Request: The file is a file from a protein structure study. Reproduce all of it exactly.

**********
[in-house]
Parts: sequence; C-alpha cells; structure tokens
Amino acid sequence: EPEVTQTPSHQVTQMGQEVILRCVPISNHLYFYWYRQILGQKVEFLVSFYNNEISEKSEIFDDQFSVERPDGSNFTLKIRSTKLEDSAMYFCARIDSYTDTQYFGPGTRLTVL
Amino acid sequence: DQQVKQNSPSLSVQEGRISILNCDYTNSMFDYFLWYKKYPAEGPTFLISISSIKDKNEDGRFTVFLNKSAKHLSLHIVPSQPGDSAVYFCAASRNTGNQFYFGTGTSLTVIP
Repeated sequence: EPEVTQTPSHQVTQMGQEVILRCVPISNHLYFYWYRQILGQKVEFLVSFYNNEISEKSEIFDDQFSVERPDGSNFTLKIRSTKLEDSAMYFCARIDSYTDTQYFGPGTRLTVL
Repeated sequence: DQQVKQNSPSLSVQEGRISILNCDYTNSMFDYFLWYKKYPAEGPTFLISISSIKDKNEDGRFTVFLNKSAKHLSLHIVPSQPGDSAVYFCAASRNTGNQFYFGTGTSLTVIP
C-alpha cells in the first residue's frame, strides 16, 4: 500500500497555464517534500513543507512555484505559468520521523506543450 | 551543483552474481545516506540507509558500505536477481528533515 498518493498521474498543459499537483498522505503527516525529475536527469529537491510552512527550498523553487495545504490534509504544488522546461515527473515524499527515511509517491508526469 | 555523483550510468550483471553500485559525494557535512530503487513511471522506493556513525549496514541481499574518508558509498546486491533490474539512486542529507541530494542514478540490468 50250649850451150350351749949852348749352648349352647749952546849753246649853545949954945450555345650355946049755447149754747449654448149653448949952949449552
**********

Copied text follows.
[in-house]
Parts: sequence; C-alpha cells; structure tokens
Amino acid sequence: EPEVTQTPSHQVTQMGQEVILRCVPISNHLYFYWYRQILGQKVEFLVSFYNNEISEKSEIFDDQFSVERPDGSNFTLKIRSTKLEDSAMYFCARIDSYTDTQYFGPGTRLTVL
Amino acid sequence: DQQVKQNSPSLSVQEGRISILNCDYTNSMFDYFLWYKKYPAEGPTFLISISSIKDKNEDGRFTVFLNKSAKHLSLHIVPSQPGDSAVYFCAASRNTGNQFYFGTGTSLTVIP
Repeated sequence: EPEVTQTPSHQVTQMGQEVILRCVPISNHLYFYWYRQILGQKVEFLVSFYNNEISEKSEIFDDQFSVERPDGSNFTLKIRSTKLEDSAMYFCARIDSYTDTQYFGPGTRLTVL
Repeated sequence: DQQVKQNSPSLSVQEGRISILNCDYTNSMFDYFLWYKKYPAEGPTFLISISSIKDKNEDGRFTVFLNKSAKHLSLHIVPSQPGDSAVYFCAASRNTGNQFYFGTGTSLTVIP
C-alpha cells in the first residue's frame, strides 16, 4: 500500500497555464517534500513543507512555484505559468520521523506543450 | 551543483552474481545516506540507509558500505536477481528533515 498518493498521474498543459499537483498522505503527516525529475536527469529537491510552512527550498523553487495545504490534509504544488522546461515527473515524499527515511509517491508526469 | 555523483550510468550483471553500485559525494557535512530503487513511471522506493556513525549496514541481499574518508558509498546486491533490474539512486542529507541530494542514478540490468 50250649850451150350351749949852348749352648349352647749952546849753246649853545949954945450555345650355946049755447149754747449654448149653448949952949449552